The Yankees found a plaque’s worth of accomplishments for Tino Martinez

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While Tino Martinez was a fine major leaguer for most of his 16 years, he’s also now easily the weakest performer to receive a plaque in Yankee Stadium’s Monument Park. The former first baseman was given his day today as the first of four additions to the Park this year, joining Joe Torre, Goose Gossage and Paul O’Neill. Gossage’s day will come tomorrow. Bernie Williams is expected to be added next year.

Tino’s plaque focuses more on two singular events than his career numbers in seven seasons with the Yankees and leaves out the other nine years altogether, though that’s typical for the Yankee plaques.

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Martinez drove in 100 runs in five of his seven seasons with the Yankees, but it was the late 90’s… everyone drove in 100 runs. In 1999, he was one of four Yankees to do so. His only season in the top 10 in the AL in OPS was 1997, when he finished second in the MVP balloting on the strength of his 141 RBI on a first-place team. But he never finished in the top 10 in WAR, he never won a Gold Glove (or deserved to) for all of his “superlative defense” and he was just a lifetime .233/.321/.351 hitter in 99 postseason games.

So, yeah, fine player. And the Yankees are free to do what they want with their park. It just doesn’t seem quite right that Martinez is in and Willie Randolph and Graig Nettles aren’t, not to mention some of the deceased Hall of Famers also not included.

 

Report: MLB could fine the Angels $2 million for failure to report Tyler Skaggs’ drug use

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T.J. Quinn of ESPN is reporting that Major League Baseball could fine the Los Angeles Angels up to $2 million “if Major League Baseball determines that team employees were told of Tyler Skaggs’ opioid use prior to his July 1 death and didn’t inform the commissioner’s office.”

The fine would be pursuant to the terms of the Joint Drug Agreement which affirmatively requires any team employee who isn’t a player to inform the Commissioner’s Office of “any evidence or reason to believe that a Player … has used, possessed or distributed any substance prohibited” by MLB.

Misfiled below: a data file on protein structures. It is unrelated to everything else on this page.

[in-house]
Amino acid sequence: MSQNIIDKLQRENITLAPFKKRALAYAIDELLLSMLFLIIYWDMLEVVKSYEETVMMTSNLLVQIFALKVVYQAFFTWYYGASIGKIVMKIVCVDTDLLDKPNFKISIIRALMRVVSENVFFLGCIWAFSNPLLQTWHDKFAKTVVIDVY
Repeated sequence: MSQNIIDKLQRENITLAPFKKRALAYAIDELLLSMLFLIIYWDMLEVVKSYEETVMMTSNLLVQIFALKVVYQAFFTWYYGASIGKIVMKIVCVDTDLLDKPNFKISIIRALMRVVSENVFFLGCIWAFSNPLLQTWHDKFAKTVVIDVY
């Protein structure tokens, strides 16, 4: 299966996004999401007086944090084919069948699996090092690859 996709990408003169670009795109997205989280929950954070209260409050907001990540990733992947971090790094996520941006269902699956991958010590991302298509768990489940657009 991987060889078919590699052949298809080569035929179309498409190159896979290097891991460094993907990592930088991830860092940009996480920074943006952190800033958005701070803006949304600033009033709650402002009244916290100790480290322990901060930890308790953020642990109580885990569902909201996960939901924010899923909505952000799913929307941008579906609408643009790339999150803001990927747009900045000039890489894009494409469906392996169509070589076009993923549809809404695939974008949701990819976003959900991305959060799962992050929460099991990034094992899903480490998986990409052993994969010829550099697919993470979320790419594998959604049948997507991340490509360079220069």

As was reported last weekend, Eric Kay, the Angels Director of Communications, told DEA agents that he and at least one other high-ranking Angels official knew of Skaggs’ opioid use. The Angels have denied any knowledge of Skaggs’ use, and the other then-Angels employee Kay named, current Hall of Fame President Tim Mead deny that he know as well, but Kay’s admission that he knew — he in fact claims he purchased drugs for and did drugs with Skaggs — would, if true, constitute team knowledge. Major League Baseball would, of course, want to make its own determination of whether or not Kay was being truthful when he told DEA agents what his lawyer says he told them.

Which raises the question of why, apart from a strong desire to get in criminal jeopardy for lying to DEA agents, Kay would admit through his lawyer that he lied to DEA agents. Still, the process is the process, so giving MLB a little time here is probably not harming anyone.

As for a $2 million fine? Well, it cuts a number of ways. On the one hand, that’s a lot of money. On the other hand, (a) a man is dead; and (b) $2 million is what the Angels’ DH or center fielder makes in about 11 minutes so how much would such a fine really sting?

On the third hand, my God, what else can be done here? No matter what happened in the case of Skaggs’ death, this is not a situation anyone in either the Commissioner’s Office nor the MLBPA truly contemplated when the JDA was drafted. We live in a world of horrors at times, and by their very nature, horrors involve that which it is not expected and for which there can be no adequate, pre-negotiated remedy. It’s a bad story all around, no matter what happens.

Still, it would be notable for Major League Baseball to fine any team under the “teams must report players they suspect used banned substances” rule. Because, based on what I have heard, knowledge of players who use banned substances — which includes marijuana, cocaine, opioids and other non-PED illegal drugs — and which have not been reported to MLB is both commonplace and considerable.

But that’s a topic for another day. Perhaps tomorrow.